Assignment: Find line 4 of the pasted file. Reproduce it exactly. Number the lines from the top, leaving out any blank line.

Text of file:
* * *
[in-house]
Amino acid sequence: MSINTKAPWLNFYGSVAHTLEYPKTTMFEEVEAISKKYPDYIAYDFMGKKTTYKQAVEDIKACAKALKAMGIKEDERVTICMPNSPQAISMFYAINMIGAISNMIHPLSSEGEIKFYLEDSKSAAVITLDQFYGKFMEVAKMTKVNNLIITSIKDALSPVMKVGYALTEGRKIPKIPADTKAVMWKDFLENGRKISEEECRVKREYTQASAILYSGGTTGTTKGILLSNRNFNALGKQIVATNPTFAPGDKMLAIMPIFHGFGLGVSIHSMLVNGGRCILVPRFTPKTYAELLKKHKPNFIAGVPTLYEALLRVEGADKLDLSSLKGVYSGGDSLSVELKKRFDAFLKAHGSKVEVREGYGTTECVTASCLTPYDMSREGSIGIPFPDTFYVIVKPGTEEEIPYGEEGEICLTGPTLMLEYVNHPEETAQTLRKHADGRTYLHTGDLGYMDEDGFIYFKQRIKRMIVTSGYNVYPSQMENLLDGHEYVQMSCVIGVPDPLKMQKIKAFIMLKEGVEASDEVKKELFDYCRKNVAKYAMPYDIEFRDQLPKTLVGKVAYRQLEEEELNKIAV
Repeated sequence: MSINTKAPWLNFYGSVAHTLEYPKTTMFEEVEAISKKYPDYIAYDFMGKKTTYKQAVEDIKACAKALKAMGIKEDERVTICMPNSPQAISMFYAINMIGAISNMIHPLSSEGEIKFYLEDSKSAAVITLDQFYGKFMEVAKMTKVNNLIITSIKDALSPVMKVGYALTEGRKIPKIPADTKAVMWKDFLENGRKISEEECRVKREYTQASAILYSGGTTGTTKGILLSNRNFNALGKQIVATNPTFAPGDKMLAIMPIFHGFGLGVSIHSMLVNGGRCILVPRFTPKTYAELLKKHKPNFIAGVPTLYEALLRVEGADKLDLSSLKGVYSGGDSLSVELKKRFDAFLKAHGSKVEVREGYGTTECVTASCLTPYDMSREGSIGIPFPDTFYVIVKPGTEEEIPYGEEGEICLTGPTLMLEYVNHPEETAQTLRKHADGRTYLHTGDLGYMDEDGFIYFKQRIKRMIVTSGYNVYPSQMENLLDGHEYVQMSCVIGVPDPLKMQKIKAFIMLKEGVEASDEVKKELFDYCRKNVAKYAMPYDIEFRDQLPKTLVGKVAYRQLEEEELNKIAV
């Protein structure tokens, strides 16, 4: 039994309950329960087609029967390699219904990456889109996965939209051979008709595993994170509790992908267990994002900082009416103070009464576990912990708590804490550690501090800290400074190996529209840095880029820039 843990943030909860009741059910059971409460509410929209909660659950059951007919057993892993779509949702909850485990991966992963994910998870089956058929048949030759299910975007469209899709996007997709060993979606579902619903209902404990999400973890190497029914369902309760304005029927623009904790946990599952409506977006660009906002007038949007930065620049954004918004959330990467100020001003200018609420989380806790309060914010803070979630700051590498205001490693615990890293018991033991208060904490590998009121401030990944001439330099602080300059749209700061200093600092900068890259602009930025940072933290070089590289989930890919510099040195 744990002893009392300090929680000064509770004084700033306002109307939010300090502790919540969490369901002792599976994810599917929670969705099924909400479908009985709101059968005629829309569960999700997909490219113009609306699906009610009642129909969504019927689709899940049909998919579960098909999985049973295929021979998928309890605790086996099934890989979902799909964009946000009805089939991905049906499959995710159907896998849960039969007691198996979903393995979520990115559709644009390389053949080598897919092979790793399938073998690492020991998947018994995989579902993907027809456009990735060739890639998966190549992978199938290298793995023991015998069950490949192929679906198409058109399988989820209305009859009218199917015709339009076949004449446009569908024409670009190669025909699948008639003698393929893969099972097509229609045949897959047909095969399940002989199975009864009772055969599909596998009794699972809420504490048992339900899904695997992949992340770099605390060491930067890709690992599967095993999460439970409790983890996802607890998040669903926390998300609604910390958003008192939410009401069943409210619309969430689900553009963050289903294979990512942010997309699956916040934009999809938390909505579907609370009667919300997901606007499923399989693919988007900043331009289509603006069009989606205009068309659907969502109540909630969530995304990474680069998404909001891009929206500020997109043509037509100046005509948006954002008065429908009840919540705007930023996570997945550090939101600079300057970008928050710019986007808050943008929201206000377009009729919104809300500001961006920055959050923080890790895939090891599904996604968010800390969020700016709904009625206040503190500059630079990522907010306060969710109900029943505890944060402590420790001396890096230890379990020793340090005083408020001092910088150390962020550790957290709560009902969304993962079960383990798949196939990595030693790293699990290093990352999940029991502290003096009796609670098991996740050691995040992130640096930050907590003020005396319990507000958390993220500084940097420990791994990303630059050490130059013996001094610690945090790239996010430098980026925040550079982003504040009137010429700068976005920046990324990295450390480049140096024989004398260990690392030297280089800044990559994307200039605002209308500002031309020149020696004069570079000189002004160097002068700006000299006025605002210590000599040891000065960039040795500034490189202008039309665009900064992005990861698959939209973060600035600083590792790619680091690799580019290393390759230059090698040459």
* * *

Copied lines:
């Protein structure tokens, strides 16, 4: 039994309950329960087609029967390699219904990456889109996965939209051979008709595993994170509790992908267990994002900082009416103070009464576990912990708590804490550690501090800290400074190996529209840095880029820039 843990943030909860009741059910059971409460509410929209909660659950059951007919057993892993779509949702909850485990991966992963994910998870089956058929048949030759299910975007469209899709996007997709060993979606579902619903209902404990999400973890190497029914369902309760304005029927623009904790946990599952409506977006660009906002007038949007930065620049954004918004959330990467100020001003200018609420989380806790309060914010803070979630700051590498205001490693615990890293018991033991208060904490590998009121401030990944001439330099602080300059749209700061200093600092900068890259602009930025940072933290070089590289989930890919510099040195 744990002893009392300090929680000064509770004084700033306002109307939010300090502790919540969490369901002792599976994810599917929670969705099924909400479908009985709101059968005629829309569960999700997909490219113009609306699906009610009642129909969504019927689709899940049909998919579960098909999985049973295929021979998928309890605790086996099934890989979902799909964009946000009805089939991905049906499959995710159907896998849960039969007691198996979903393995979520990115559709644009390389053949080598897919092979790793399938073998690492020991998947018994995989579902993907027809456009990735060739890639998966190549992978199938290298793995023991015998069950490949192929679906198409058109399988989820209305009859009218199917015709339009076949004449446009569908024409670009190669025909699948008639003698393929893969099972097509229609045949897959047909095969399940002989199975009864009772055969599909596998009794699972809420504490048992339900899904695997992949992340770099605390060491930067890709690992599967095993999460439970409790983890996802607890998040669903926390998300609604910390958003008192939410009401069943409210619309969430689900553009963050289903294979990512942010997309699956916040934009999809938390909505579907609370009667919300997901606007499923399989693919988007900043331009289509603006069009989606205009068309659907969502109540909630969530995304990474680069998404909001891009929206500020997109043509037509100046005509948006954002008065429908009840919540705007930023996570997945550090939101600079300057970008928050710019986007808050943008929201206000377009009729919104809300500001961006920055959050923080890790895939090891599904996604968010800390969020700016709904009625206040503190500059630079990522907010306060969710109900029943505890944060402590420790001396890096230890379990020793340090005083408020001092910088150390962020550790957290709560009902969304993962079960383990798949196939990595030693790293699990290093990352999940029991502290003096009796609670098991996740050691995040992130640096930050907590003020005396319990507000958390993220500084940097420990791994990303630059050490130059013996001094610690945090790239996010430098980026925040550079982003504040009137010429700068976005920046990324990295450390480049140096024989004398260990690392030297280089800044990559994307200039605002209308500002031309020149020696004069570079000189002004160097002068700006000299006025605002210590000599040891000065960039040795500034490189202008039309665009900064992005990861698959939209973060600035600083590792790619680091690799580019290393390759230059090698040459």